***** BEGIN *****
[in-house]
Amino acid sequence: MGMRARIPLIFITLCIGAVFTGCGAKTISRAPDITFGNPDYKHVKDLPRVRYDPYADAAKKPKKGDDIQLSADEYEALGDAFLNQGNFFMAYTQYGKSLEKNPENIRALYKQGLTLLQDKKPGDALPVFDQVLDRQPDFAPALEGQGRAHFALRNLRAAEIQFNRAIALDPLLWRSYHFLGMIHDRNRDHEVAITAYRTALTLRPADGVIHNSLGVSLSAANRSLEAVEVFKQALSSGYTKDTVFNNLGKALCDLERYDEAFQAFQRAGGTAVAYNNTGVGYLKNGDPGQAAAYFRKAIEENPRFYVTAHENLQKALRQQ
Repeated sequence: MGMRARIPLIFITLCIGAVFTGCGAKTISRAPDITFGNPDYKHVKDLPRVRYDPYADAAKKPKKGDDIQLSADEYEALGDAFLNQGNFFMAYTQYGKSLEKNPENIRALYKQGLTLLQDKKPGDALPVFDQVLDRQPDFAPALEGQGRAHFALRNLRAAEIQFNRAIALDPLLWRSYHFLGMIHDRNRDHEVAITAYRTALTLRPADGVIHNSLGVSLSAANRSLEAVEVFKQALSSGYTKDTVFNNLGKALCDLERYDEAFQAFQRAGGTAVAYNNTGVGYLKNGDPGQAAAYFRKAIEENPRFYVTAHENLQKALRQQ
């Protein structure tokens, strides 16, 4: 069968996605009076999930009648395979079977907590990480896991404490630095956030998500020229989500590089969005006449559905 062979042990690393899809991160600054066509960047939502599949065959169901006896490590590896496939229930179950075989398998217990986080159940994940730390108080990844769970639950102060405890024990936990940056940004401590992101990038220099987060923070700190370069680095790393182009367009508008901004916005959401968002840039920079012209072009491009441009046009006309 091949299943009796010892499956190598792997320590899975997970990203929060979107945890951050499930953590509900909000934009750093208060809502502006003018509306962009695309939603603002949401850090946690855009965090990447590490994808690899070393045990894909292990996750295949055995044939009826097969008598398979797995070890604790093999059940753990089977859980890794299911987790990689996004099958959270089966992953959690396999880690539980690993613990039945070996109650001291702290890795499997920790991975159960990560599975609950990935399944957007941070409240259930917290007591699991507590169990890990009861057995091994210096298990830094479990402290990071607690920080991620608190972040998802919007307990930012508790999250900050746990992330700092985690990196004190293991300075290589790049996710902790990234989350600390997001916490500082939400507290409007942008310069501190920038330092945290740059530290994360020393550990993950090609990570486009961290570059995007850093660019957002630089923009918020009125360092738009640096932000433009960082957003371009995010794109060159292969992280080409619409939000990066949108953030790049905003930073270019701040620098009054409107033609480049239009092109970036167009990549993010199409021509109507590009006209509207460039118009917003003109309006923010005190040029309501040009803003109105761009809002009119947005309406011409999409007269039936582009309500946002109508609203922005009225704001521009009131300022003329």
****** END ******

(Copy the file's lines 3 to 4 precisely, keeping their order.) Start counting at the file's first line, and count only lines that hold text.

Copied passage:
Repeated sequence: MGMRARIPLIFITLCIGAVFTGCGAKTISRAPDITFGNPDYKHVKDLPRVRYDPYADAAKKPKKGDDIQLSADEYEALGDAFLNQGNFFMAYTQYGKSLEKNPENIRALYKQGLTLLQDKKPGDALPVFDQVLDRQPDFAPALEGQGRAHFALRNLRAAEIQFNRAIALDPLLWRSYHFLGMIHDRNRDHEVAITAYRTALTLRPADGVIHNSLGVSLSAANRSLEAVEVFKQALSSGYTKDTVFNNLGKALCDLERYDEAFQAFQRAGGTAVAYNNTGVGYLKNGDPGQAAAYFRKAIEENPRFYVTAHENLQKALRQQ
């Protein structure tokens, strides 16, 4: 069968996605009076999930009648395979079977907590990480896991404490630095956030998500020229989500590089969005006449559905 062979042990690393899809991160600054066509960047939502599949065959169901006896490590590896496939229930179950075989398998217990986080159940994940730390108080990844769970639950102060405890024990936990940056940004401590992101990038220099987060923070700190370069680095790393182009367009508008901004916005959401968002840039920079012209072009491009441009046009006309 091949299943009796010892499956190598792997320590899975997970990203929060979107945890951050499930953590509900909000934009750093208060809502502006003018509306962009695309939603603002949401850090946690855009965090990447590490994808690899070393045990894909292990996750295949055995044939009826097969008598398979797995070890604790093999059940753990089977859980890794299911987790990689996004099958959270089966992953959690396999880690539980690993613990039945070996109650001291702290890795499997920790991975159960990560599975609950990935399944957007941070409240259930917290007591699991507590169990890990009861057995091994210096298990830094479990402290990071607690920080991620608190972040998802919007307990930012508790999250900050746990992330700092985690990196004190293991300075290589790049996710902790990234989350600390997001916490500082939400507290409007942008310069501190920038330092945290740059530290994360020393550990993950090609990570486009961290570059995007850093660019957002630089923009918020009125360092738009640096932000433009960082957003371009995010794109060159292969992280080409619409939000990066949108953030790049905003930073270019701040620098009054409107033609480049239009092109970036167009990549993010199409021509109507590009006209509207460039118009917003003109309006923010005190040029309501040009803003109105761009809002009119947005309406011409999409007269039936582009309500946002109508609203922005009225704001521009009131300022003329």